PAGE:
Republicans See Failure, Democrats Success in Obamacare

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By James Swann

Sept. 14 — Republicans called the Affordable Care Act a failure at a House hearing Sept. 14, while Democrats praised it for cutting the number of uninsured Americans.

The ACA’s health insurance exchanges have limited consumer options and driven insurers out of the marketplace, Energy and Commerce Subcommittee on Health Chairman Joe Pitts (R-Pa.) said. Pitts also highlighted failures within the Consumer Operated and Oriented Plan (CO-OP) program, which created nonprofit health insurers under the law. Seventeen out of 23 CO-OPs have either closed or will have by the end of the year.

However, Energy and Commerce Subcommittee on Oversight and Investigations ranking member Diana DeGette (D-Colo.) said the ACA has led to 12 million additional enrollees in Medicaid and the Children’s Health Insurance Program, as well as a historic reduction in the number of uninsured individuals. Likewise, Subcommittee on Health ranking member Gene Green (D-Texas) said Texas has seen a flood of new insurance consumers, and he urged Congress to work on fixing problems within the ACA rather than getting ride of it altogether.

The ACA, also known as Obamacare, has been a source of contention as well as hearings since it was enacted into law in 2010, with Republicans repeatedly calling for its repeal.

The joint hearing by the two Energy and Commerce subcommittees featured testimony from Andy Slavitt, acting administrator of the Centers for Medicare & Medicaid Services, as well as representatives from the Government Accountability Office and the Health and Human Services Office of Inspector General.

Vulnerable to Fraud?

At the hearing, lawmakers discussed two recent reports from the GAO that determined the health insurance exchanges are still vulnerable to fraud (177 HCDR, 9/13/16). One report found that the federal health exchange or selected state exchanges approved each of 10 fictitious applications for subsidized health plans in 2015, while another report said the exchanges were still vulnerable to fraud as of 2016.

This is the third year the GAO has found vulnerabilities in exchange plan enrollment by using fictitious “secret shopper” applications for federal subsidies for insurance coverage.

Democrats were quick to challenge the GAO, with Energy and Commerce ranking member Frank Pallone (D-N.J.) referring to the reports as a “farce.”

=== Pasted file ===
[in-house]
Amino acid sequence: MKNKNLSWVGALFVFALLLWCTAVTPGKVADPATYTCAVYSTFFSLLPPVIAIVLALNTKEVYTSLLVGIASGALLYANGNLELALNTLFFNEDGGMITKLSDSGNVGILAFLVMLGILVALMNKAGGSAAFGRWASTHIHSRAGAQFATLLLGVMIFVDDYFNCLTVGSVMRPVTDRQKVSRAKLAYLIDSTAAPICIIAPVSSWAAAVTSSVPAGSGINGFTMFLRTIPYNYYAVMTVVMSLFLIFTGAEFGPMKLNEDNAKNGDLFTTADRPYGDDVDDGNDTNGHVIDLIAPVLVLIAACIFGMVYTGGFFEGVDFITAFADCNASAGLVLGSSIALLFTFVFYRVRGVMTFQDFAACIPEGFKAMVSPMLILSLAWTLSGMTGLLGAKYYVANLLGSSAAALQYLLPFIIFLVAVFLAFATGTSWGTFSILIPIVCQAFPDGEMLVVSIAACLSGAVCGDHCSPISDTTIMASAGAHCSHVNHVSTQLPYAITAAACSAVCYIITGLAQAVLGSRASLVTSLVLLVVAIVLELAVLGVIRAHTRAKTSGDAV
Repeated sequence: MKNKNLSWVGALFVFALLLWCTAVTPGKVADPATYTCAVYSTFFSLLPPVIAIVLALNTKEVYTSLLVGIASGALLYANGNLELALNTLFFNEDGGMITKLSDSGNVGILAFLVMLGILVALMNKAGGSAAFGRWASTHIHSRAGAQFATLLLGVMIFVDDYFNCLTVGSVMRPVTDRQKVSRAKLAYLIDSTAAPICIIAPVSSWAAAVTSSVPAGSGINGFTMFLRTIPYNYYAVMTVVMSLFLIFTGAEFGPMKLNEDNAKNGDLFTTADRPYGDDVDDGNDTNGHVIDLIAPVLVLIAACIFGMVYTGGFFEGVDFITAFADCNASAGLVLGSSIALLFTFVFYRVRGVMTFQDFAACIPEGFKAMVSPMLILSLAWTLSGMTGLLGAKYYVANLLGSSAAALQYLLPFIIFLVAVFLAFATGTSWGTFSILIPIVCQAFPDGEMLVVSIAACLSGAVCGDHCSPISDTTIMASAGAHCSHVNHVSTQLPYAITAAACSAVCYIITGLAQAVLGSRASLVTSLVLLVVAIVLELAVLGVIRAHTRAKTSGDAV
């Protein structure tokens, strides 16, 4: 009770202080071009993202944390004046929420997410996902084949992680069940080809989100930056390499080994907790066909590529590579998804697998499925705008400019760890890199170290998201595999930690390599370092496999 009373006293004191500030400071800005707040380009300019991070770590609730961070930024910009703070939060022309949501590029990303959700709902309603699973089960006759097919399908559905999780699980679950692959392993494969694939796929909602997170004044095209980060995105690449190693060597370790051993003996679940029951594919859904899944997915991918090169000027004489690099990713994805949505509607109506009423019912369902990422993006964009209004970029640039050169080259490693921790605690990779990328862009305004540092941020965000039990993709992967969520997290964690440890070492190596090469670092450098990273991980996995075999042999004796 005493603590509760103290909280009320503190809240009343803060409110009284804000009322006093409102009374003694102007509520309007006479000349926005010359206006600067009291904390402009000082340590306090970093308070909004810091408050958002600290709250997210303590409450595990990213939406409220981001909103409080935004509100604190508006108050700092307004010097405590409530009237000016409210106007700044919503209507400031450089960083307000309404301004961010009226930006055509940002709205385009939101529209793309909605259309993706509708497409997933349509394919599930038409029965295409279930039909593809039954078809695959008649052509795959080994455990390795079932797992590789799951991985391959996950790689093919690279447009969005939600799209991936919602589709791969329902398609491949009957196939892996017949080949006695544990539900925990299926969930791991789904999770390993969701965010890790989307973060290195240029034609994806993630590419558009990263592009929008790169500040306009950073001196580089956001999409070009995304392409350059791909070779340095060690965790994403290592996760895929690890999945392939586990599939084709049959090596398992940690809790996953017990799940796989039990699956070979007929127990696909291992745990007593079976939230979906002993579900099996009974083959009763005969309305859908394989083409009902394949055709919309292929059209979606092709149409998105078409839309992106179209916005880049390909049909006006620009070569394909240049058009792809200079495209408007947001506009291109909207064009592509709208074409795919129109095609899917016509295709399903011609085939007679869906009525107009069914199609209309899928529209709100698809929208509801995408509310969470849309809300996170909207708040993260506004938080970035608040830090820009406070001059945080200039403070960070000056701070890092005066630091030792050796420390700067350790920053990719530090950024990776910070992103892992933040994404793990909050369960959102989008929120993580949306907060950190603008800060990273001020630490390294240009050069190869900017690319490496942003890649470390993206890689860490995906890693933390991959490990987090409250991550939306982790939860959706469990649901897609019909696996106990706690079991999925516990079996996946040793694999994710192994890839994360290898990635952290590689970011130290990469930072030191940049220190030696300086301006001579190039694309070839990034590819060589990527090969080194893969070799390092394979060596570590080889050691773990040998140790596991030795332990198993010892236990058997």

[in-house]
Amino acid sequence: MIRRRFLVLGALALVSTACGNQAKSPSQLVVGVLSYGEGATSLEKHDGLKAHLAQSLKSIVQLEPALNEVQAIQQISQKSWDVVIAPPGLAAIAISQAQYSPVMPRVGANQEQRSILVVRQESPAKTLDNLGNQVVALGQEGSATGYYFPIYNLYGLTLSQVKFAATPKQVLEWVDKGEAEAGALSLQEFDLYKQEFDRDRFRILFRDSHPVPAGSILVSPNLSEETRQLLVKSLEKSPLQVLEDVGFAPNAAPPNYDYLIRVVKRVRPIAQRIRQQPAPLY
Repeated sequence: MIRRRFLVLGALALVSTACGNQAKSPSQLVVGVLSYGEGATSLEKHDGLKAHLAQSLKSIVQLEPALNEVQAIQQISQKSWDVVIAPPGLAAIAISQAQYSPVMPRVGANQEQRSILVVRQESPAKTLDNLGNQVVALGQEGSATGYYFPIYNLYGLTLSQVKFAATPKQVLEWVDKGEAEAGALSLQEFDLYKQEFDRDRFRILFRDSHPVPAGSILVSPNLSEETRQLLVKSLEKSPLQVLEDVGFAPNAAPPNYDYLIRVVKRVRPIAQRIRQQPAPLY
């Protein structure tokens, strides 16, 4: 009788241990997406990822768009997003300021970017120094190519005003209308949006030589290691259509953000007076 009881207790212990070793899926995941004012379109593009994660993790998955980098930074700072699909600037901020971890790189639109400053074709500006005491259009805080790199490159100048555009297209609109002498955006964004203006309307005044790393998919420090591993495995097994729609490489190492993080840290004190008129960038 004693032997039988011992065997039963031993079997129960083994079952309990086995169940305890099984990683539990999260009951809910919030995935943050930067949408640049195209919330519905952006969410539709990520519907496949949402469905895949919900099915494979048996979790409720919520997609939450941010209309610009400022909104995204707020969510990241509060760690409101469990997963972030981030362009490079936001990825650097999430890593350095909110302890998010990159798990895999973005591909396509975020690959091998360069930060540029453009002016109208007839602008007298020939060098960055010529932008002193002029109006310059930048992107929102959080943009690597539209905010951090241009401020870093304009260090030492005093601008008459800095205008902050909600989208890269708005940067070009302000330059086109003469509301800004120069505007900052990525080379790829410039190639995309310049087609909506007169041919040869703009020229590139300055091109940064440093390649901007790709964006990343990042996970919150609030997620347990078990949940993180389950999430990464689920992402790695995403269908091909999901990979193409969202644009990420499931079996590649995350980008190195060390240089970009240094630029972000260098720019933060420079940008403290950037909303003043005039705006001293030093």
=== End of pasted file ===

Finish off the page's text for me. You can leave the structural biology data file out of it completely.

“Let me start by saying that it is inconceivable to me that anyone would be skilled enough or motivated enough to try to fraudulently gain health insurance coverage this way, particularly since there is no possible scenario in which an individual could financially gain from gaming this system,” Pallone said.

Pallone said the hearing was the Energy and Commerce Committee's 10th on the ACA, and he said Republicans were still committed to repealing the law without proposing any alternative.

Republicans should focus on making improvements to the ACA rather simply repealing it, Pallone said.

DeGette also questioned the GAO reports, saying they had no real-world value, as no one would actually try to do what the GAO did.

Lack of Oversight

Republicans from the two subcommittees spent the hearing listing what they considered to be the ACA's major flaws, including higher premiums, lack of oversight and consumers being forced out of their preferred insurance coverage.

Energy and Commerce Chairman Fred Upton (R-Mich.) said premiums have skyrocketed, providing examples from constituents who have seen their premiums more than double, while Subcommittee on Oversight and Investigations Chairman Tim Murphy (R-Pa.) questioned a statement from Slavitt that premiums are lower than Congressional Budget Office projections

Murphy said insurance exchange plan are being subsidized, making any claims of premium reduction false.

Rep. John Shimkus (R-Ill.) said copayments under the ACA are unaffordable and said Illinois was in better shape before the ACA was enacted.

To contact the reporter on this story: James Swann in Washington at

To contact the editor responsible for this story: Kendra Casey Plank at

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